A great video by
on how the relationship between great whales and the trophic cascade- whale activity supports sea life and naturally sequesters carbon dioxide, limiting climate change.
An article by Sandy Dechert additionally discusses how increasing whale populations can combat the effects of climate change:
The great whales have a meal plan that actually sustains their diet. They feed in deep, dark waters. When great whales surface, they expel in their iron- and nitrogen-rich feces nutrients that are scarce at the uppermost water levels. In the photic zone at the surface, the increased light causes photosynthesis, and the whale poop fertilizes the plant plankton that live up there. When the huge mammals leap and dive, their activity kicks the plankton around in the photic zone, giving it more time to reproduce. Plant plankton feeds animal plankton, which sustains larger creatures like fish and krill—the original diet of the whales!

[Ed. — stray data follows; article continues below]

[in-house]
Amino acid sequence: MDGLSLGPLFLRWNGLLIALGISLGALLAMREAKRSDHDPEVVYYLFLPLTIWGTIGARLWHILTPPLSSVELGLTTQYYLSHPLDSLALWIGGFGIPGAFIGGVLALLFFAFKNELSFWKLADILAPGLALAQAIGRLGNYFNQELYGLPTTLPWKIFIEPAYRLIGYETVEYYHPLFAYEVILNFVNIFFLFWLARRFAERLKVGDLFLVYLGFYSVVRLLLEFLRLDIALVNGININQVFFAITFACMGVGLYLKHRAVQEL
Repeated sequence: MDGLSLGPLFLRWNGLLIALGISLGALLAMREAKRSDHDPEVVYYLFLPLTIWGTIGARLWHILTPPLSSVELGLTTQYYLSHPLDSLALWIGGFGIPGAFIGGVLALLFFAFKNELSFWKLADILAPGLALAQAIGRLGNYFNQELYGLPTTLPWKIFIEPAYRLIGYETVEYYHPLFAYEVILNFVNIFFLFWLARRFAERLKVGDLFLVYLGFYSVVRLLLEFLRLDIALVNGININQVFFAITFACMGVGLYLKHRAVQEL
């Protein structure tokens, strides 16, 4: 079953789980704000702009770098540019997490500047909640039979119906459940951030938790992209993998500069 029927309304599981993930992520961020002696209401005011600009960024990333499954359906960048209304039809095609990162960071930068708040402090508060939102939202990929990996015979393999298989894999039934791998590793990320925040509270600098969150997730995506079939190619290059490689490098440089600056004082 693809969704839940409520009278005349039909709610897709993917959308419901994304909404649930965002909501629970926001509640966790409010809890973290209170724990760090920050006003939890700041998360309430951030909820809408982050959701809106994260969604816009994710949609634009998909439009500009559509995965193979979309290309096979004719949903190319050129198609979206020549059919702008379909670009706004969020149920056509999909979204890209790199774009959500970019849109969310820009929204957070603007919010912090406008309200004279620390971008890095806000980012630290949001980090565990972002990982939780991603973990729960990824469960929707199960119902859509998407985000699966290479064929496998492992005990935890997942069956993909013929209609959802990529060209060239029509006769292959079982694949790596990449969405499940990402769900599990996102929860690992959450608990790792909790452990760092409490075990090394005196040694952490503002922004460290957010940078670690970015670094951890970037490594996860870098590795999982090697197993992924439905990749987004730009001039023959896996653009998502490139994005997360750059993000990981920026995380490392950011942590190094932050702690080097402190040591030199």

Key to the climate effects: this plant plankton also absorb carbon dioxide, a potent greenhouse gas, from the atmosphere in large quantities. When the plankton eventually sink, they take the carbon dioxide down too, naturally sequestering it just as land vegetation does.
The science tells us that the huge whale population before the 1800′s may have been removed tens of millions of tons of carbon from the atmosphere every year. As the video states, “The more whales there are, the more plankton there is. The more plankton there is, the more carbon is drawn out of the air.”